DebugDiag: Select Windows Service

  7. Almost there! Leave the Advanced Configuration settings at their default values and click Next to continue:

    DebugDiag: Windows Service Advanced Configuration

  8. You don’t have to make any changes on the Select Dump Location screen either – just make a note of where the dump file will be saved.

    DebugDiag: Windows Service Dump Location

  9. And finally, let’s activate the rule now and click Finish:

    DebugDiag: Activate Now

    After a few seconds, the tool will be monitoring your windows service for crashes:

    DebugDiag: Windows Service Rule Created

Analyzing a Windows Service Crash

When the service crashes, DebugDiag will record a dump file and increment the Userdump count column. Here we can see that 1 crash has occurred and been captured (with the full path to the dump file noted on the right):

DebugDiag: Windows Service Crashed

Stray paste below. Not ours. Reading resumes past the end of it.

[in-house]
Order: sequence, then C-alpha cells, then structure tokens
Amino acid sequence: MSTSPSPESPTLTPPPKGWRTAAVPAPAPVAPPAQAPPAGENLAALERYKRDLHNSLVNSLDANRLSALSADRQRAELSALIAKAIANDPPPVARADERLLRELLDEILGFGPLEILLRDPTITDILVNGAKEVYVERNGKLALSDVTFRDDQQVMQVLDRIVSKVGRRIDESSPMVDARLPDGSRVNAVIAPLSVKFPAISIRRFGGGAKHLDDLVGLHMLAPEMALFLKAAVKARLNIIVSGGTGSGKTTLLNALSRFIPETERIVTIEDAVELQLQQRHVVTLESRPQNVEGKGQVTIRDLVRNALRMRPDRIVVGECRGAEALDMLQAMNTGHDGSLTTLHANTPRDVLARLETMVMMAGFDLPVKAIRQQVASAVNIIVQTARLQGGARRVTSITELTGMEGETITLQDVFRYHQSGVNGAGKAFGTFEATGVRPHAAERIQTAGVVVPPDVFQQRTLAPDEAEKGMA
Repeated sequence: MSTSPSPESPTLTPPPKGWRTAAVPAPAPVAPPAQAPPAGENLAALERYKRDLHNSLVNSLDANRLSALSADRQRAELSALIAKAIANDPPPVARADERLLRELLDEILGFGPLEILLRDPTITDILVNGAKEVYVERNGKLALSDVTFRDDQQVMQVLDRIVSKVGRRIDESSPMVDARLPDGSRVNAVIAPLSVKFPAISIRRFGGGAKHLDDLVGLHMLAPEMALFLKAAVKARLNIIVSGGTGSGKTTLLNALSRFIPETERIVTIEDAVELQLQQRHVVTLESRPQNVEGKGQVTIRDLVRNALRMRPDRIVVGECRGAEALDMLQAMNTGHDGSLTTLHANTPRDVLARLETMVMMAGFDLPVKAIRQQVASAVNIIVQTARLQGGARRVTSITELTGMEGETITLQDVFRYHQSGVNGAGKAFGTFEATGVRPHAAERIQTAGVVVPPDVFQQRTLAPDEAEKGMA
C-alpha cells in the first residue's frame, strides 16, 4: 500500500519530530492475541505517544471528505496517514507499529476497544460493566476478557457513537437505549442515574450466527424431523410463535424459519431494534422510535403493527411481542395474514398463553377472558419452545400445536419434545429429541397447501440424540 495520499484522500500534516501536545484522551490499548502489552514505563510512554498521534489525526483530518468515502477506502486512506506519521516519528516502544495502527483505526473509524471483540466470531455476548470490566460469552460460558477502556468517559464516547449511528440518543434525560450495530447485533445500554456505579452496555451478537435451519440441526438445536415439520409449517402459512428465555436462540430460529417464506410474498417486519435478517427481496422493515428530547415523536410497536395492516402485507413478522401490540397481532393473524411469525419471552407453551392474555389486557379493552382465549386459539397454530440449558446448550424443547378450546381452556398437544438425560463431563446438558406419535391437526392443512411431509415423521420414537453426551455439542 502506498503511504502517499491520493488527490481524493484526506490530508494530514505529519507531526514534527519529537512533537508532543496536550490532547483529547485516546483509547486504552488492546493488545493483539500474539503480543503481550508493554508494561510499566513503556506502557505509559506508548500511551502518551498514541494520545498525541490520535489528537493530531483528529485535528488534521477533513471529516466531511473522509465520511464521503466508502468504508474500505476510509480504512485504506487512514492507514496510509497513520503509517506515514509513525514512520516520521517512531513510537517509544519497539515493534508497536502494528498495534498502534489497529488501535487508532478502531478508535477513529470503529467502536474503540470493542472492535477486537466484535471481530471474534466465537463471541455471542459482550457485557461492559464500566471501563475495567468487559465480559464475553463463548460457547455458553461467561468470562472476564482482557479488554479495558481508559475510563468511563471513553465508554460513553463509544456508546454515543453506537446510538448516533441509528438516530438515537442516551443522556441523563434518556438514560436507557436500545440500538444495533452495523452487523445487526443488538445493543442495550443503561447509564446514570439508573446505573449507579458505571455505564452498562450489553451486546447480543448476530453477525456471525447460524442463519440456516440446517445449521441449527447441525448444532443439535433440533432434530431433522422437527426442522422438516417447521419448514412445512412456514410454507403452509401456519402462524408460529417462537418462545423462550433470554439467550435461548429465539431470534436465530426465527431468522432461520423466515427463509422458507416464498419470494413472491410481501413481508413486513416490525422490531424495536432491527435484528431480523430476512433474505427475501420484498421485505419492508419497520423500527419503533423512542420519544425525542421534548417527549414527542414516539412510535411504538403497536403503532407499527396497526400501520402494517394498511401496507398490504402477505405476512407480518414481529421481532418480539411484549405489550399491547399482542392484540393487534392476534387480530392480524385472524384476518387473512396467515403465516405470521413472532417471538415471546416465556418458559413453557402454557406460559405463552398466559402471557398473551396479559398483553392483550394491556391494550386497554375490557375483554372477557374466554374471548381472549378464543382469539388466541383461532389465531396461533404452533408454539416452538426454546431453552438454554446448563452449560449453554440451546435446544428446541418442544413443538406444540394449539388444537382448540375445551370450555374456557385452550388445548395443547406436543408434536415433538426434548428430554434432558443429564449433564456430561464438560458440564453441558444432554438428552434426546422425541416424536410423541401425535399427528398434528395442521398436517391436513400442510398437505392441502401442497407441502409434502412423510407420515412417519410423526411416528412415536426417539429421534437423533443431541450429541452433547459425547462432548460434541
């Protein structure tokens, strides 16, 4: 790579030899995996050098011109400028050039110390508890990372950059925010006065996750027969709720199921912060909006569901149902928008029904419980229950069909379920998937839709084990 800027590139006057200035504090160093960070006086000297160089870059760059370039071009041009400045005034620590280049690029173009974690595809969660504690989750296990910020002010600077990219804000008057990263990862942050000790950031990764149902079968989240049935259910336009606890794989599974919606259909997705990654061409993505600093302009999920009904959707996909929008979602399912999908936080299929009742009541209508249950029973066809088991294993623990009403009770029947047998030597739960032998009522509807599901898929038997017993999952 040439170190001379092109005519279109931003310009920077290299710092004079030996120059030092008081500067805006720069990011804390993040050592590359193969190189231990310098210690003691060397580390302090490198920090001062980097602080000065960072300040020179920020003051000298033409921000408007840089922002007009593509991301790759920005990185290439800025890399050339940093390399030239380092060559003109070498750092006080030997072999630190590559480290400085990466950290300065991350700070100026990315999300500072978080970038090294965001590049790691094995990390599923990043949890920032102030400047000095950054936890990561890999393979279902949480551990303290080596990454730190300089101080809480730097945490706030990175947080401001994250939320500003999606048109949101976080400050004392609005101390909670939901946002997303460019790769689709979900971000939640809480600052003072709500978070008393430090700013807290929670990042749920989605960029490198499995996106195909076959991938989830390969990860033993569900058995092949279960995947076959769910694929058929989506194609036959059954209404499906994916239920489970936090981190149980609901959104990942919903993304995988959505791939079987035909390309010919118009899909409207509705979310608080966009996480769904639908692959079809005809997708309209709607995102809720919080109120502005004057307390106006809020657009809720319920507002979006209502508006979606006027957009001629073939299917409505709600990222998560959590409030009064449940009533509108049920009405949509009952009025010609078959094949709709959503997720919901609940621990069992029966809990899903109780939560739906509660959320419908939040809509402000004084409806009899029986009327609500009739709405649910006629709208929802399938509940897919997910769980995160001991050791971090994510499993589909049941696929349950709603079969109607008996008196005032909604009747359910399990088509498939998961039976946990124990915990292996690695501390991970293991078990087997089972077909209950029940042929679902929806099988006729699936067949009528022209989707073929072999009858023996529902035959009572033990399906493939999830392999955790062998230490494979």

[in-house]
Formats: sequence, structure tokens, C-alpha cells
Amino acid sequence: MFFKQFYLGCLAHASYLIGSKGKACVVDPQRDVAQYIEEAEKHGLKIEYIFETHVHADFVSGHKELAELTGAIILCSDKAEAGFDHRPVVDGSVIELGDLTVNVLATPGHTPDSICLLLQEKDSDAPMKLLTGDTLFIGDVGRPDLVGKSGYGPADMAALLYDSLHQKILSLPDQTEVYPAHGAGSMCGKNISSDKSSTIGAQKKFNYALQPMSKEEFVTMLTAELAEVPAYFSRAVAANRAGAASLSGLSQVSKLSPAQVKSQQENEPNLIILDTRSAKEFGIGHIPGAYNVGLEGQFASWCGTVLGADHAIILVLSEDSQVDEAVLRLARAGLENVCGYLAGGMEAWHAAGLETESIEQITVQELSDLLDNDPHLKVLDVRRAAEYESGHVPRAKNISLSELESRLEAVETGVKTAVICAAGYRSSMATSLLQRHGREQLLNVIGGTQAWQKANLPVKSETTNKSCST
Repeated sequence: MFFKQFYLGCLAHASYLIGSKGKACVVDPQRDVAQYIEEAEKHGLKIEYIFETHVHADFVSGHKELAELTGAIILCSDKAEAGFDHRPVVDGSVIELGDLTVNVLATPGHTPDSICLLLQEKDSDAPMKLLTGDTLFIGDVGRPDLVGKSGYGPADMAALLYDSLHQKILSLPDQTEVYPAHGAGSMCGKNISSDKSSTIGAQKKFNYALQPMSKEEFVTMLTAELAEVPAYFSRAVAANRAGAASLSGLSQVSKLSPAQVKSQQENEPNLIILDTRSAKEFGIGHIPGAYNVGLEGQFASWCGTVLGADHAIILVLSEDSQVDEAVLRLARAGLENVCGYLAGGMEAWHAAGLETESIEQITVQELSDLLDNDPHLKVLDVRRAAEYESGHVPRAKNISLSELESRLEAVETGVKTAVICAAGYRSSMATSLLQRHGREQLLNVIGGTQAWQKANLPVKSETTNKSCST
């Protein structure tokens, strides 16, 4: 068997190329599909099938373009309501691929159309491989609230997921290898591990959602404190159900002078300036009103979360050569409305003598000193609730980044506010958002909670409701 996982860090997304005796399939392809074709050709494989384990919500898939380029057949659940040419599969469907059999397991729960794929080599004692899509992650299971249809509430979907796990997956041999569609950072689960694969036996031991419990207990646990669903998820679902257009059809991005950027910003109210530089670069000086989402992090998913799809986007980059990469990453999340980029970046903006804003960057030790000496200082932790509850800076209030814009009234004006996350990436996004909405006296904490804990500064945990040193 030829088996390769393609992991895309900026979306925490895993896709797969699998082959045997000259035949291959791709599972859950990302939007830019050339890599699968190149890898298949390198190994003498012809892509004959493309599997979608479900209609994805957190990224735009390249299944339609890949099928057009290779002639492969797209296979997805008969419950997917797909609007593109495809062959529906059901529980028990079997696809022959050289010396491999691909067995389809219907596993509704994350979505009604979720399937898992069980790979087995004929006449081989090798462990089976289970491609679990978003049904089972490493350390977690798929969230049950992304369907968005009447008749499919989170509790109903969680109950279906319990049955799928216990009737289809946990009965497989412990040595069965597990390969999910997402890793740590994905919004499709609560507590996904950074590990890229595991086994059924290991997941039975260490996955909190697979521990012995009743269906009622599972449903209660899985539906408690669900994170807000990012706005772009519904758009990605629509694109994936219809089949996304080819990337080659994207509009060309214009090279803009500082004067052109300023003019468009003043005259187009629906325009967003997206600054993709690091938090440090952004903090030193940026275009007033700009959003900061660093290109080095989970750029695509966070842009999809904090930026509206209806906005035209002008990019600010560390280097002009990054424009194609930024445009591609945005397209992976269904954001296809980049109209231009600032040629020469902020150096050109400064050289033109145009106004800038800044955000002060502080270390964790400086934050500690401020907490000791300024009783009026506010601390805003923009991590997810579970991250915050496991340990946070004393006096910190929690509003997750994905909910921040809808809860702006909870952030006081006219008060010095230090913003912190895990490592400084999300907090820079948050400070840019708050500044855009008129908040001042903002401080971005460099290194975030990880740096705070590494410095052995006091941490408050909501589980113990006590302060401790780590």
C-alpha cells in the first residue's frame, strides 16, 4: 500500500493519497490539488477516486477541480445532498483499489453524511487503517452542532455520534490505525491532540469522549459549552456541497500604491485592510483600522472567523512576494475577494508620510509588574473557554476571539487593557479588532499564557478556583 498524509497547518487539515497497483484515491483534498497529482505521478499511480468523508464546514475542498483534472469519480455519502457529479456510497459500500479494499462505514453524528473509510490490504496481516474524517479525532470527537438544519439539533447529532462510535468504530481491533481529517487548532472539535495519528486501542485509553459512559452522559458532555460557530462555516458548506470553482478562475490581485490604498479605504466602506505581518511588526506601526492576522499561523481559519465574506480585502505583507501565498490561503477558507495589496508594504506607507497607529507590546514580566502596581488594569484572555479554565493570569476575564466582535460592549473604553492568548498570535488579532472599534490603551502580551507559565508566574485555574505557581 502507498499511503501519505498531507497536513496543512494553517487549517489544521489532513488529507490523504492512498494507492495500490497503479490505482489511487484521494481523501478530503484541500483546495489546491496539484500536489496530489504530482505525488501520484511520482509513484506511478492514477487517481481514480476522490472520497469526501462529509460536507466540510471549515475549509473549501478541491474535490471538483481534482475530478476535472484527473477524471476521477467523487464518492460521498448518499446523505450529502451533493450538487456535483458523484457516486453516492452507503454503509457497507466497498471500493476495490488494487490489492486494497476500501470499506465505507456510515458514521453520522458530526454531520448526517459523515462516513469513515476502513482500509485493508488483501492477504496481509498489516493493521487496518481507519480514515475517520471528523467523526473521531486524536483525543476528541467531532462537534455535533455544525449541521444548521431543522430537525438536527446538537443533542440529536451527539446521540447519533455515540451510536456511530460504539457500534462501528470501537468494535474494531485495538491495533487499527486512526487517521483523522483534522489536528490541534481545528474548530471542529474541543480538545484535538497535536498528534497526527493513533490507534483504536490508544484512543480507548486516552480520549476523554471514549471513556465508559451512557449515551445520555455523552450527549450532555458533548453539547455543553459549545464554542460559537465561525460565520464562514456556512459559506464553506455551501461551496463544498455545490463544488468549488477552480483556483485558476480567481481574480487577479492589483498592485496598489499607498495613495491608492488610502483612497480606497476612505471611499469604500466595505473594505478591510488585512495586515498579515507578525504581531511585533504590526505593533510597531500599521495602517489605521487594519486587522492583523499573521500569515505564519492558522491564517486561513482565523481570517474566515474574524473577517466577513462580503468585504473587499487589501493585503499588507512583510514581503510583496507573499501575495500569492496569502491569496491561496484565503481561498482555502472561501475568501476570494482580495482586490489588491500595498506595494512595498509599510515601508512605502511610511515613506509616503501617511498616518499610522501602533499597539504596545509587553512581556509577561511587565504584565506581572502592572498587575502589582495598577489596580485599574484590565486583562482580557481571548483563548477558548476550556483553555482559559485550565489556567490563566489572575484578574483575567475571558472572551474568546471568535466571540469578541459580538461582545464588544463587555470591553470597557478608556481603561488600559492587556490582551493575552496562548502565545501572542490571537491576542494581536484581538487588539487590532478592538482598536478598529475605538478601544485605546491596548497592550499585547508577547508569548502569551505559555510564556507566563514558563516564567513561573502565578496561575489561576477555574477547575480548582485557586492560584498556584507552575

To dig into the dump file:

  1. Start DebugDiag.Analysis.exe from Windows Explorer:

    Start DebugDiag.Analysis.exe

    The DebugDiag Analysis window will open momentarily:

    DebugDiag Analysis Started

  2. To configure analysis:

    1. Check the CrashHangAnalysis box near to the top.
    2. Click the Add Data Files button, navigate to the location of the dump file (it is mentioned in the Diagnostic tool we set up previously) and select it. A new entry should show up in the lower pane.

    Configure Analysis

  3. And click the Start Analysis button to get going! After a period of “thinking”, the application will open its report in your browser:

    Analysis Summary Report

  4. Scan the report for any smoking guns. Thread call stacks may be particularly useful. For example, this stack trace tells us that our service crashed while handling a button press. (This is not surprising though – that is what we did to force the crash in our testing!)

    Windows Service Call Stack

    Hopefully you will find a telltale sign to help you identify and fix your problem.

Also Find Memory Leaks in your Windows Service